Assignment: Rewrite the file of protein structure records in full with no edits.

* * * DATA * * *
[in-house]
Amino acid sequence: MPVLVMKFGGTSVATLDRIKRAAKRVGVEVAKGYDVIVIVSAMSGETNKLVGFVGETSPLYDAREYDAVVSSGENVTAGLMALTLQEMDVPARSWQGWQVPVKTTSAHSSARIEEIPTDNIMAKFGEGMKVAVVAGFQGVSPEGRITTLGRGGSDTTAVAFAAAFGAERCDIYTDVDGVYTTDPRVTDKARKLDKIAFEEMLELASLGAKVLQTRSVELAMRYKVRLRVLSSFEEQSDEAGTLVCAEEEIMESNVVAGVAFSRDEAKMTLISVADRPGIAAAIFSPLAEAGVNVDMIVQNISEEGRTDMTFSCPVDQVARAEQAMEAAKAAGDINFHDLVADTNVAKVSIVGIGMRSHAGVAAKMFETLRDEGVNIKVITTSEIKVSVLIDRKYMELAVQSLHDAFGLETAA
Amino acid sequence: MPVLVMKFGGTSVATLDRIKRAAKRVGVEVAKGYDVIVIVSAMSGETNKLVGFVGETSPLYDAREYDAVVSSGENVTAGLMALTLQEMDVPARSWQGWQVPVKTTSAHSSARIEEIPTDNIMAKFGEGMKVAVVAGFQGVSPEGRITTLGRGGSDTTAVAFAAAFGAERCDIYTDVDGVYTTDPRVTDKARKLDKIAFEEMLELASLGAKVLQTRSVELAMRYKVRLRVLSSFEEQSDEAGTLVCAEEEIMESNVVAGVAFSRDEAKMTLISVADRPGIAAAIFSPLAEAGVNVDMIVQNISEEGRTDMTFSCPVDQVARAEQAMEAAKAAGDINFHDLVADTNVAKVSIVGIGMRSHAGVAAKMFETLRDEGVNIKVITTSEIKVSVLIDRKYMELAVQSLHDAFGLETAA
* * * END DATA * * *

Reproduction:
[in-house]
Amino acid sequence: MPVLVMKFGGTSVATLDRIKRAAKRVGVEVAKGYDVIVIVSAMSGETNKLVGFVGETSPLYDAREYDAVVSSGENVTAGLMALTLQEMDVPARSWQGWQVPVKTTSAHSSARIEEIPTDNIMAKFGEGMKVAVVAGFQGVSPEGRITTLGRGGSDTTAVAFAAAFGAERCDIYTDVDGVYTTDPRVTDKARKLDKIAFEEMLELASLGAKVLQTRSVELAMRYKVRLRVLSSFEEQSDEAGTLVCAEEEIMESNVVAGVAFSRDEAKMTLISVADRPGIAAAIFSPLAEAGVNVDMIVQNISEEGRTDMTFSCPVDQVARAEQAMEAAKAAGDINFHDLVADTNVAKVSIVGIGMRSHAGVAAKMFETLRDEGVNIKVITTSEIKVSVLIDRKYMELAVQSLHDAFGLETAA
Amino acid sequence: MPVLVMKFGGTSVATLDRIKRAAKRVGVEVAKGYDVIVIVSAMSGETNKLVGFVGETSPLYDAREYDAVVSSGENVTAGLMALTLQEMDVPARSWQGWQVPVKTTSAHSSARIEEIPTDNIMAKFGEGMKVAVVAGFQGVSPEGRITTLGRGGSDTTAVAFAAAFGAERCDIYTDVDGVYTTDPRVTDKARKLDKIAFEEMLELASLGAKVLQTRSVELAMRYKVRLRVLSSFEEQSDEAGTLVCAEEEIMESNVVAGVAFSRDEAKMTLISVADRPGIAAAIFSPLAEAGVNVDMIVQNISEEGRTDMTFSCPVDQVARAEQAMEAAKAAGDINFHDLVADTNVAKVSIVGIGMRSHAGVAAKMFETLRDEGVNIKVITTSEIKVSVLIDRKYMELAVQSLHDAFGLETAA